Glioblastoma multiforma: Siems reaches out through cancer diagnosis
Dann Siems, Bemidji State University biologist, wants people to understand two things about cancer:
For one thing, it's not a single disease, but many. And, if they feel out of sorts or experience some change from their normal outlook, pay attention because it might be a warning.
Siems, 52, started having headaches last summer. They would bother him in the morning, but abate if he didn't go back to bed. He also felt a sort of mental lethargy or lack of interest in things he usually enjoyed, such as gardening.
That pattern went on for about six weeks, he said, until a weekend in August when he and his wife, Lenore, spent touring in a boat around Lake of the Woods. When he came home, the headache told him he had better have the problem checked out.
As it happened, he had spent a couple of days going "25 miles in a boat with a tumor bouncing around in my head."
He said as soon as he mentioned the headaches and the fact that they intensified if he lay down, the doctors immediately suspected a brain tumor.
"That's apparently a hallmark of brain tumors," he said.
He had a CT scan on a Monday, an MRI on Tuesday and was diagnosed with glioblastoma multiforma, which is almost always lethal. He had surgery to remove the tumor three days later. Siems was treated successfully with radiation and general chemotherapy in 2003 for lymphoma of the right tonsil area. The theory is that the lymphoma treatment is related to the brain tumor, which is in his right frontal brain area.
He is now among 3,000 patients enrolled in two clinical trials with the National Cancer Institute and National Institutes of Health to try and understand the natural history of glioblastoma. Unlike lung cancer or breast cancer, glioblastoma seems to be completely random as far as ethnicity, heredity, gender or any other causal pattern. It is also tagged multiforma because it follows a range of symptoms from person to person.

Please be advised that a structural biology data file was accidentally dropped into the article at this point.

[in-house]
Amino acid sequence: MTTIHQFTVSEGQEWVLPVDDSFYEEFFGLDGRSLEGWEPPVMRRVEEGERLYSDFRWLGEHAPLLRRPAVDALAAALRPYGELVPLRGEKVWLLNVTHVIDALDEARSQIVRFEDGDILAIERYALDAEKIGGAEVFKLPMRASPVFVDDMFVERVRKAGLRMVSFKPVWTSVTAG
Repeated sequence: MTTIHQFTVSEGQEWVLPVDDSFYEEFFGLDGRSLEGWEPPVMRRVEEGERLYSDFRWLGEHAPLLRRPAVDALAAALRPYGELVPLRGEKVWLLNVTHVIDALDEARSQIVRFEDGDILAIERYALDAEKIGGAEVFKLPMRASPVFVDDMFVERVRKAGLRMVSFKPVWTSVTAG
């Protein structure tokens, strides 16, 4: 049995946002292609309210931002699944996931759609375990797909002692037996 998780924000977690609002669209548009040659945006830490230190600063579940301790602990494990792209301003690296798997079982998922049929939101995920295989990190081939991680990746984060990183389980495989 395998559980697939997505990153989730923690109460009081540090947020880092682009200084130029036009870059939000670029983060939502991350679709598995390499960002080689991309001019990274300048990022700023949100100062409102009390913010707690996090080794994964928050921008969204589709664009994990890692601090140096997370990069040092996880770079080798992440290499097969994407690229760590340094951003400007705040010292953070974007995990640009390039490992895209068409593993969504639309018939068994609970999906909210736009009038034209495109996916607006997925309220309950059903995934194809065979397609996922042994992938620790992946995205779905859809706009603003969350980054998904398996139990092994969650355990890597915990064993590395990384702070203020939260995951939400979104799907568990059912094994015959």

He also is undergoing molecularly targeted chemotherapy with an experimental drug designed to block the tumor's blood supply. And he will undergo a second surgery next week.
"It's an odd situation to be the recipient of a benefit," Siems said of the gala and concert planned for Saturday, June 5, at Jammers. He said he hopes to be recovered enough from the surgery to attend the party.
When Siems was undergoing treatment for lymphoma, Red Wing Shoes had a sale, and he bought a pair of marked-down, top-of-the-line boots.
"I thought, 'This is stupid. Why am I buying lifetime boots?'" he said.
But he has enjoyed them and used them in turning his woods on Lake Marquette into a park.
"It really does shorten your time horizon," he said of cancer.
In 2003, their son, James, was just a toddler, and Siems wondered if he would see his child grow up.
"Now, he's in third grade and I think, 'Will I see him graduate from Schoolcraft,'" he said .
Last week, he and James and four older male friends, a sort of "council of grandfathers," took a canoe and camping trip to the Boundary Waters Canoe Area. He also planted about 50 baby pines and cedars Thursday.
As a biologist, Siems said he finds his treatments and the studies he is involved with NCI in Bethesda, Md., are fascinating. They would be even more interesting, he said, if he weren't so close to the subject - himself.
"That's been the fun thing - I'm going out there as a participant," he said.
But he said he also feels the emotions of sadness, fear and anger a cancer diagnosis naturally engenders.
"The sadness part was immediate," he said. "That's an easier kind of catharsis because you feel that you can do something about it, even if it's only sit there and cry."
The fear, he said, isn't fear of death because he believes death is only the absence of experience. He said he also doesn't fear pain because of the good quality of palliative care. But losing control or becoming comatose is a fear, he said.
Anger, he said, is more complicated. Siems professes to be an agnostic merging on atheism.
"(The anger) almost makes me want to be a theist again so I could have a scape-God," he said.
Although a cure for cancer has been a scienfici goal for generations, he said that while some cancers can be cured, an overall cure will never happen because cancer is many diseases.
Siems said anything scientists can do to get people past thinking that cancer is a single disease is worthwhile.